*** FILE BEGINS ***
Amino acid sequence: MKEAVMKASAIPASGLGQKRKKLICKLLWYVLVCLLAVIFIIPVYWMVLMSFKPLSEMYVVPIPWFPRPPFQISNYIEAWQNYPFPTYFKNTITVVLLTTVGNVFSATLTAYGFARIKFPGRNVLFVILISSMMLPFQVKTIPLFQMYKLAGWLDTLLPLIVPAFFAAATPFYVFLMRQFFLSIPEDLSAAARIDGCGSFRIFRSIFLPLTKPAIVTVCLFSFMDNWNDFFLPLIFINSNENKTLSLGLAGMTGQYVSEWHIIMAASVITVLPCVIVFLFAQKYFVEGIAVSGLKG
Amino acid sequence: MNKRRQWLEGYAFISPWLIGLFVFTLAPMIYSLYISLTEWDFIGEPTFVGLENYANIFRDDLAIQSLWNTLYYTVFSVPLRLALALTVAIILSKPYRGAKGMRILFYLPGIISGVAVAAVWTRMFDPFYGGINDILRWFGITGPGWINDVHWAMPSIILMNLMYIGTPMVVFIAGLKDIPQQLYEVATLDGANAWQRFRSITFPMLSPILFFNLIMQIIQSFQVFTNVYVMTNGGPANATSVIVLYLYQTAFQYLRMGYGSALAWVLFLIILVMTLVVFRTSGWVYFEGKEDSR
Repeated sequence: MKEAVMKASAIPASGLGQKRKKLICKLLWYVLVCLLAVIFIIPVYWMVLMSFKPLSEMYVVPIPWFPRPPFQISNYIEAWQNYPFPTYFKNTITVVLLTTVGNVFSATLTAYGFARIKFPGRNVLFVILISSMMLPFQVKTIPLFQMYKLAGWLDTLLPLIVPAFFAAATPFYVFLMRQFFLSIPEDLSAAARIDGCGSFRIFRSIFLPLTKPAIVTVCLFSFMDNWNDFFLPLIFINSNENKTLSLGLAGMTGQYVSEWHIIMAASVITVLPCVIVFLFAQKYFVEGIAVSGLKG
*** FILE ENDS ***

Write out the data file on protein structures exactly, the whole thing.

Amino acid sequence: MKEAVMKASAIPASGLGQKRKKLICKLLWYVLVCLLAVIFIIPVYWMVLMSFKPLSEMYVVPIPWFPRPPFQISNYIEAWQNYPFPTYFKNTITVVLLTTVGNVFSATLTAYGFARIKFPGRNVLFVILISSMMLPFQVKTIPLFQMYKLAGWLDTLLPLIVPAFFAAATPFYVFLMRQFFLSIPEDLSAAARIDGCGSFRIFRSIFLPLTKPAIVTVCLFSFMDNWNDFFLPLIFINSNENKTLSLGLAGMTGQYVSEWHIIMAASVITVLPCVIVFLFAQKYFVEGIAVSGLKG
Amino acid sequence: MNKRRQWLEGYAFISPWLIGLFVFTLAPMIYSLYISLTEWDFIGEPTFVGLENYANIFRDDLAIQSLWNTLYYTVFSVPLRLALALTVAIILSKPYRGAKGMRILFYLPGIISGVAVAAVWTRMFDPFYGGINDILRWFGITGPGWINDVHWAMPSIILMNLMYIGTPMVVFIAGLKDIPQQLYEVATLDGANAWQRFRSITFPMLSPILFFNLIMQIIQSFQVFTNVYVMTNGGPANATSVIVLYLYQTAFQYLRMGYGSALAWVLFLIILVMTLVVFRTSGWVYFEGKEDSR
Repeated sequence: MKEAVMKASAIPASGLGQKRKKLICKLLWYVLVCLLAVIFIIPVYWMVLMSFKPLSEMYVVPIPWFPRPPFQISNYIEAWQNYPFPTYFKNTITVVLLTTVGNVFSATLTAYGFARIKFPGRNVLFVILISSMMLPFQVKTIPLFQMYKLAGWLDTLLPLIVPAFFAAATPFYVFLMRQFFLSIPEDLSAAARIDGCGSFRIFRSIFLPLTKPAIVTVCLFSFMDNWNDFFLPLIFINSNENKTLSLGLAGMTGQYVSEWHIIMAASVITVLPCVIVFLFAQKYFVEGIAVSGLKG